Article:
greenhouse gas gases

Why this Metric?

Humans have been releasing greenhouse gases for thousands of years. Driven by the emergence of agriculture, small-scale deforestation and fires contributed comparatively insignificant amounts to what we generate today. The discovery of fossil fuels multiplied the amount of energy we could use and deploy, catalysing the exponential development of our society over the past two centuries.

Despite early warnings from scientists such Svante Arrhenius, CO2’s warming potential was long ignored, but the evidence is now indisputable. Climate change is occurring and we are causing it through excessive greenhouse gas emissions. 

Exploring the Metric

What it lacks in heat-trapping potential, CO2 makes up for in sheer quantity, which has led it to produce 75% of observed global warming. Other greenhouse gases might be more powerful, but are either shorter-lived or in trace amounts. Thus, CO2 has become the standard: we speak of mixed greenhouse gases in CO2 equivalent (or CO2e), and its warming potential over 100 years (also standard) is 1. 

In light of its outsized influence, we’ve naturally made CO2 the main target of emission-reducing strategies. In doing so, other gases like methane have been neglected, which research has shown might make better targets for short-term results. This is because methane, whose 100-year warming potential is 28 to 36, actually only has a ~15 year lifespan. Its “true” warming potential is better measured over 20 years, where it gets up to 82. 

Most methane emissions come from unintentional leaks and lack of attention. Limiting these could yield significant results in the short-term, making it easier to stay under critical warming thresholds. 

Where the numbers come from

The data was provided by the Rhodium Group, an independent research firm that generates annual CO2-equivalent estimates for all greenhouse gases by analyzing sector and country-level economic data.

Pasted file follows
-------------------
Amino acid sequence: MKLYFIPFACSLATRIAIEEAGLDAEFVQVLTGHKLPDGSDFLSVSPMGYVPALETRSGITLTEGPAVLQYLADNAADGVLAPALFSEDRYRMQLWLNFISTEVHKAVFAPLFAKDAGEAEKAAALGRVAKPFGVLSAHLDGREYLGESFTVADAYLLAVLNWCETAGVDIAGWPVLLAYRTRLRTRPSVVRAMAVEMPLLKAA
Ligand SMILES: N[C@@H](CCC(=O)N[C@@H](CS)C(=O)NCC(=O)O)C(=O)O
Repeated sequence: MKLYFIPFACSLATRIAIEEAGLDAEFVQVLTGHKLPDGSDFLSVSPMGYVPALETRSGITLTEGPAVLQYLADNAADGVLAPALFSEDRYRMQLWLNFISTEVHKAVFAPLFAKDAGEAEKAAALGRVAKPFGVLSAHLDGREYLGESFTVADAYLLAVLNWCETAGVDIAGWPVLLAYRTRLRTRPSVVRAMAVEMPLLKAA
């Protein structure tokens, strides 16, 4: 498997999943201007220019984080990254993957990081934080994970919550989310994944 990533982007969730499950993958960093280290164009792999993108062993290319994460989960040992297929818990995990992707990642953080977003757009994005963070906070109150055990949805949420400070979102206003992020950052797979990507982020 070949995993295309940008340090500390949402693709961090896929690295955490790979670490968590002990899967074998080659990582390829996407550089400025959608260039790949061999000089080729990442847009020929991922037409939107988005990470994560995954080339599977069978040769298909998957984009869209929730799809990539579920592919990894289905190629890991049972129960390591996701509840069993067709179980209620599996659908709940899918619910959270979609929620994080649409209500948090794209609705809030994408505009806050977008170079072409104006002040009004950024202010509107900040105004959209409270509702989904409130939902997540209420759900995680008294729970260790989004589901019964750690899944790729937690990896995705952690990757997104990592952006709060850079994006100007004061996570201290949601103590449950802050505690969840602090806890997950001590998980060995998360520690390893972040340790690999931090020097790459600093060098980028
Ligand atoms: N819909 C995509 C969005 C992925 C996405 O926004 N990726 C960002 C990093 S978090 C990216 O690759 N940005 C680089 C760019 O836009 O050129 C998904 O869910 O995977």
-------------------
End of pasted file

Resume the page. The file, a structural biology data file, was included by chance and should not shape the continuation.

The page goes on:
Future Outlook

What might seem simple in principle, i.e. phasing out emissions until reaching net-zero, is actually incredibly complex. Huge societal transitions entail winners and losers, and the losers in the quest for sustainability would be the fossil fuel industry. Its enormous influence allows it to stall policy, while its established infrastructure makes it essential to developing countries growth. 

International cooperation could go a long way. Rich countries pledged to give USD 100 billion to poor countries to help them adapt to climate change, which could have given them more liberty to pursue sustainable pathways, but the pledge was broken. Net-zero pledges have been made but are liable to be broken, and even if honored won’t be enough to avoid potential catastrophe. 

The good news is that science is coming to the rescue. Satellite technology allows us to monitor our planet like never before, detecting and measuring things like methane leaks and illegal deforestation. It’s also shown that methane is a viable and possibly better target than CO2 at the moment. We urgently need to narrow the gap between science and policy, and have a long hard think about how much we want to protect the fossil fuel industry. 


This article was written by Owen Mulhern.

Check out our other indices here.